Sunburn, cuts, and scrapes are a big hazard when snorkeling. Keep your child safe from these injuries and painful sensations by protecting their exposed skin. They need to have some kind of UV protection.
Protect their skin by having them wear an anti-UV T-shirt or a rash guard. Make sure the clothing has a UPF rating, as regular clothes and rash guards don’t do a great job blocking the rays of the sun. Then, equip them with dive booties and fins to protect their feet if they accidentally step on a sea urchin. And of course, don’t forget to wear a broad-spectrum sunscreen that’s at least SPF 15 or higher. Apply sunscreen at least 30 minutes before heading out, so the skin has time to absorb it. This will decrease the likelihood of the product getting washed off by the water or rubbed off by clothing. Put sunscreen on the face, ears, hands, neck, and back of the neck, and the exposed parts in the arms and legs.
Choose a good spot.
Choosing the right snorkeling spot can make or break the snorkeling experience for your kids. Based on where you want to spend your vacation, look for nearby snorkeling spots in advance to see what’s best for your children.
There are countless family-friendly destinations and snorkeling spots from California to the Caribbean and even the rest of the world. You can even spot some hotels or resorts that offer gear rentals, so you don’t have to own your gear.
Make it easy for the family to pick a day with a warm, sunny day with calm seas and hopefully not many swimmers. When the currents are calm, it offers a greater chance for underwater visibility and fewer potential accidents that might worry parents of young kids. The great thing about snorkeling is that your kids don’t need to go far out to see vibrant coral, bands of rock, and schools of fish. Stay close to them and make sure they can stand on the seafloor where they are.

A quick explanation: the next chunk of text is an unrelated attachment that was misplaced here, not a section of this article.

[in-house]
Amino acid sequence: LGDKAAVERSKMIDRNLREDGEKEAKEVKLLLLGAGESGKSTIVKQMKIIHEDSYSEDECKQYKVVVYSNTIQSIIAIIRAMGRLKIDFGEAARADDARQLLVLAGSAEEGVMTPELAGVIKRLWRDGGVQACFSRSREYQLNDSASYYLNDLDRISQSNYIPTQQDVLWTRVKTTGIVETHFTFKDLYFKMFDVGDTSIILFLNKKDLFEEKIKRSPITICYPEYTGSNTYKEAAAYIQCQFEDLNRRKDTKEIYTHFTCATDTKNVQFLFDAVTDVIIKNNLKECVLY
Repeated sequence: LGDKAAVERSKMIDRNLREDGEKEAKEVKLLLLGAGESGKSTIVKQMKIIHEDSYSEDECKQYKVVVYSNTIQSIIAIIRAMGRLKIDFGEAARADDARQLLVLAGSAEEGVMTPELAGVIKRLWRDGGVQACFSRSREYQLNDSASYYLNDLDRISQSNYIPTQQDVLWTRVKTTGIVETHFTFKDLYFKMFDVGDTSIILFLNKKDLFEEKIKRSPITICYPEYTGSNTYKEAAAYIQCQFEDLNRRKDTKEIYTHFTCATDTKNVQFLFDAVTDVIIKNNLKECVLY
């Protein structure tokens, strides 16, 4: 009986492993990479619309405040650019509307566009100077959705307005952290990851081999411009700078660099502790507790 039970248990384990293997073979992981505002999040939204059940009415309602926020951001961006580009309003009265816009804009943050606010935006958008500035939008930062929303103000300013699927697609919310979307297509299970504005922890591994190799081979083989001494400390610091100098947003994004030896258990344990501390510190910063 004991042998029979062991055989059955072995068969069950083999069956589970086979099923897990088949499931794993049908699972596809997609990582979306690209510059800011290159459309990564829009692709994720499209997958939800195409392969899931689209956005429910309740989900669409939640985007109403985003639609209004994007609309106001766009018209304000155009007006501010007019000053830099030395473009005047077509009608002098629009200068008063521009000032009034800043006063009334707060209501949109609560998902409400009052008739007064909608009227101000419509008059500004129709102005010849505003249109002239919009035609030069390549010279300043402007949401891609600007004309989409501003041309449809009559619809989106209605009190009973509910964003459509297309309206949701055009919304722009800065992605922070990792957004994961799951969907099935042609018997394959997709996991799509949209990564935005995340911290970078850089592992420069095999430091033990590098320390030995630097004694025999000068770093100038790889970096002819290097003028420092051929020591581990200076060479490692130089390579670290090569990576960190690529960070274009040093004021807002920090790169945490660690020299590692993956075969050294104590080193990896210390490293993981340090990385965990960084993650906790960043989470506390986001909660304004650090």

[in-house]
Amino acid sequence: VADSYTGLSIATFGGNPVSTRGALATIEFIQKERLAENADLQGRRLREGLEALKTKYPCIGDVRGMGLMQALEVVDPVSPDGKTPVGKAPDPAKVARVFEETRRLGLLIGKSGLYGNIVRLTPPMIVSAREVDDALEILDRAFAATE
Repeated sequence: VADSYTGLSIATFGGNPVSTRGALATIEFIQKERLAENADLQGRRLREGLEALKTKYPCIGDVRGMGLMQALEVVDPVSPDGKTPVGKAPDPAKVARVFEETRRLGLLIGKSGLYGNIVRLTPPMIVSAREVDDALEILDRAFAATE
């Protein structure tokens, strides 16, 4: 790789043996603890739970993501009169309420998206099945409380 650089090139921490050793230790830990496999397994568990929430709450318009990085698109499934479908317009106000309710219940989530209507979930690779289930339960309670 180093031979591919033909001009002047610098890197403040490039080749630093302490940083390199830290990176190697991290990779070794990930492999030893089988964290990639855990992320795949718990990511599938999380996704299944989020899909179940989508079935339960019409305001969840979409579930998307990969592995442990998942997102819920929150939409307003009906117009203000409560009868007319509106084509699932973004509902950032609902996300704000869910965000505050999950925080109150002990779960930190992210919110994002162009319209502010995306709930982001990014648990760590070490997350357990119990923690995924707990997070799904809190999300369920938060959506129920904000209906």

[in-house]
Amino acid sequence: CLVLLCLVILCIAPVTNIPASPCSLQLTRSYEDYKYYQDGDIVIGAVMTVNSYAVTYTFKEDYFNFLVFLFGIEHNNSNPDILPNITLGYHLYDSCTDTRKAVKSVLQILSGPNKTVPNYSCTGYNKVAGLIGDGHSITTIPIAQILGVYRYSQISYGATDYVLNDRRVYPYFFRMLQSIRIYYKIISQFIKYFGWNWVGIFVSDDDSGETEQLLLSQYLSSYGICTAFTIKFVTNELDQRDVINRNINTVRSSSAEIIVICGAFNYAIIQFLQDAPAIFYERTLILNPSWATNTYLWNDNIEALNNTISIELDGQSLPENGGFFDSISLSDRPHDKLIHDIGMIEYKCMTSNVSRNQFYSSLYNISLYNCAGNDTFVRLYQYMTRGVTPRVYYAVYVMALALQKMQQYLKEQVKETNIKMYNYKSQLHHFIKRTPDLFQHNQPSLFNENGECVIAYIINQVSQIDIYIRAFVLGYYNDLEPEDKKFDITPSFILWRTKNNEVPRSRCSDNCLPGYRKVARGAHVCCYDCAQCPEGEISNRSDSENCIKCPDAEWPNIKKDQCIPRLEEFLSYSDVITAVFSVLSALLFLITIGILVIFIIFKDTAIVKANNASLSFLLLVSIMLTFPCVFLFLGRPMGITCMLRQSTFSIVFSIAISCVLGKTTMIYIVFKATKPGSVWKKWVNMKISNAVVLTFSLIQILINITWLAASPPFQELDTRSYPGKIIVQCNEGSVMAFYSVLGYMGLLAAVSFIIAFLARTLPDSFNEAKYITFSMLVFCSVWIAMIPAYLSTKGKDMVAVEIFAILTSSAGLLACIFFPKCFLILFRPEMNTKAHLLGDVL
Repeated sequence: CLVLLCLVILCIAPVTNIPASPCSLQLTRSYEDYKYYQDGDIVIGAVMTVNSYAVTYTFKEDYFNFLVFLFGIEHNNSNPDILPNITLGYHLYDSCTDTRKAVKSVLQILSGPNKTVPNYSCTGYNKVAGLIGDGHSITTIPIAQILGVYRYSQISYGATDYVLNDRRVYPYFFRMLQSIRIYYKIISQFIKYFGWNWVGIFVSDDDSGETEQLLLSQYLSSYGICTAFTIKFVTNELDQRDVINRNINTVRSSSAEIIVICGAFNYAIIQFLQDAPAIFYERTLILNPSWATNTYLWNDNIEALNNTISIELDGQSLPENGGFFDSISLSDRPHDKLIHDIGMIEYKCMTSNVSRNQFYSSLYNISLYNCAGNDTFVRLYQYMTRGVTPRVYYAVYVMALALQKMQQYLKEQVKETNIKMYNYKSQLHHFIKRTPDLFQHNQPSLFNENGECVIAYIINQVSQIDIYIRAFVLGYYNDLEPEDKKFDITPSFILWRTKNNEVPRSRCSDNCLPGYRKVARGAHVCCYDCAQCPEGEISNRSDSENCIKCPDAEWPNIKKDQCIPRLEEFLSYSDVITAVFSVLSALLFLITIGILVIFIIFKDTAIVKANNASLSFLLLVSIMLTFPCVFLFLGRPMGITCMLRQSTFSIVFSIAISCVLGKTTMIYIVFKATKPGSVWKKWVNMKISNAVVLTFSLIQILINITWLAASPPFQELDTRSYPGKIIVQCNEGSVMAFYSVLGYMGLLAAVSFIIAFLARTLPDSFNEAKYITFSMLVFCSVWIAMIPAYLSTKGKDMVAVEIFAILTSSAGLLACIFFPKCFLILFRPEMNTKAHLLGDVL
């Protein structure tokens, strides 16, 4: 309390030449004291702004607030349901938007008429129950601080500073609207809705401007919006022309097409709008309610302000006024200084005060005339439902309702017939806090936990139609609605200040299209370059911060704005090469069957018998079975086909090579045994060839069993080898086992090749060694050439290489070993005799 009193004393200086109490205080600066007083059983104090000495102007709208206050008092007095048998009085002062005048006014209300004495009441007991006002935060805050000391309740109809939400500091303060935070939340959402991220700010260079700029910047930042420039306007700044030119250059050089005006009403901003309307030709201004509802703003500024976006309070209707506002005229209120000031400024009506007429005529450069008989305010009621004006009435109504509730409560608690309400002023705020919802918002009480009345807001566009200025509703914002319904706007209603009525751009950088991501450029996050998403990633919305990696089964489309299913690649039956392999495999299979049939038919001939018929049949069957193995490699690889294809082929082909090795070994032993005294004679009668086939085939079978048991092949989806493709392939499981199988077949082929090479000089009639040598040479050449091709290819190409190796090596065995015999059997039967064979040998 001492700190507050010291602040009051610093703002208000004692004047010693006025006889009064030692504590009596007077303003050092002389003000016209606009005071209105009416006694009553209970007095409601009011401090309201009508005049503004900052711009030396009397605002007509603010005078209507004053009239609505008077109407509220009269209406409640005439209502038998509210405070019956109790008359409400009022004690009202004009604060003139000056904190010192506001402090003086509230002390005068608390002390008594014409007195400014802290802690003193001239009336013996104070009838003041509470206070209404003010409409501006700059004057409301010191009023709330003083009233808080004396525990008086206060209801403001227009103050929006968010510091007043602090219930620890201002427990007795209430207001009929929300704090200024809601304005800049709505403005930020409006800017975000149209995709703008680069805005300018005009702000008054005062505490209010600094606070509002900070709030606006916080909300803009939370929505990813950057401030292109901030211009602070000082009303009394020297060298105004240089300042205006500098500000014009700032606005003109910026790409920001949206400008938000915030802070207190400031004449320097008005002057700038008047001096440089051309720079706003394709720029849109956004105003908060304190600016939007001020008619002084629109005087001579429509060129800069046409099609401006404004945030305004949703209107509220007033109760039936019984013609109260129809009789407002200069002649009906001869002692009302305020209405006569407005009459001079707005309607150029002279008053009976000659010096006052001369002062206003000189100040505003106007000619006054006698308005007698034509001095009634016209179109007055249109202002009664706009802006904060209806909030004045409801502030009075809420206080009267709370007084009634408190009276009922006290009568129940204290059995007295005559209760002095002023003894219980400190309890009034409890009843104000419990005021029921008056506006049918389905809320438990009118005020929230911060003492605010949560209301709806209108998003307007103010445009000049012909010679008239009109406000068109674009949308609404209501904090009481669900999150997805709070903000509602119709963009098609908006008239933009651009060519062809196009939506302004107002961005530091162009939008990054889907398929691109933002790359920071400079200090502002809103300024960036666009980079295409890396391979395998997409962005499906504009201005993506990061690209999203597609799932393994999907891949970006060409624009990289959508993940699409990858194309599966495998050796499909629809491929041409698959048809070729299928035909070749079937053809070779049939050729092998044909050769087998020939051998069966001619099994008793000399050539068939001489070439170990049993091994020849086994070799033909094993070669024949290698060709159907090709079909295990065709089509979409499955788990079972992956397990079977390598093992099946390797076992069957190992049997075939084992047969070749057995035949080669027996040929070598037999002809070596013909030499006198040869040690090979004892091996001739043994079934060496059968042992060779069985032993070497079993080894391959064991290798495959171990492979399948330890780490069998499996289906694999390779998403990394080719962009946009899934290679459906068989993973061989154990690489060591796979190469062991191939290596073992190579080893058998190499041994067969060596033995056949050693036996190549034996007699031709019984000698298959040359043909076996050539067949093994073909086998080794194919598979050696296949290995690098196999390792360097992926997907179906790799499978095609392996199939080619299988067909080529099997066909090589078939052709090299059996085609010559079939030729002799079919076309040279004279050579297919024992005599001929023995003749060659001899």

Let them wear a floatation device.
For your peace of mind and their safety, your child must use some kind of floatation device like inflatable floaties, a life vest, or a snorkel vest.
Even if your child is going to snorkel in shallow areas, kids are quick to get out of reach really fast. As they snorkel, they can get so enamored by the underwater sights, so they may keep swimming deeper and deeper. Also, there’s the chance that currents might be strong and pull your child out to the sea. Unless your kid is snorkeling in a shallow, confined pool of water, a floatation device is necessary.
Bring a first aid kit.
Bruises and scrapes are almost a guarantee if your kids are eager to explore the sea. There are times when your children may get injured, no matter how watchful you are. This is why it’s essential to have a first aid kit with you on your trip. Make sure it contains Band-Aids, bandages, antiseptic solution, ointment, and a pair of tweezers and hydrogen peroxide just in case they touch anything that could get in or under the skin. If your kid has allergies or potential allergies, make sure you have all the proper protocols with you should you need them.
Teach the kids some tips on how to snorkel.
Once the gear is all sorted out, make sure your kids know some tips about snorkeling.
First, teach them about body positioning. The proper body position for snorkeling is a relaxed position parallel to the surface of the water, with head, tilted 45 degrees upwards and hands to the side. The snorkel is designed to be perpendicular to the water’s surface, and it can only happen if the head is tilted slightly upwards. If the head is in a neutral position or if they tuck in their chin, water might enter the snorkel, and it can become a choking hazard.
To move while snorkeling, tell your child to kick gently with their fins. They don’t need to use arms for movement, which will also discourage touching. A snorkeler must never ever touch the corals or other marine life, as they can be dangerous. Always keep an eye out for your child, and don’t let them snorkel alone.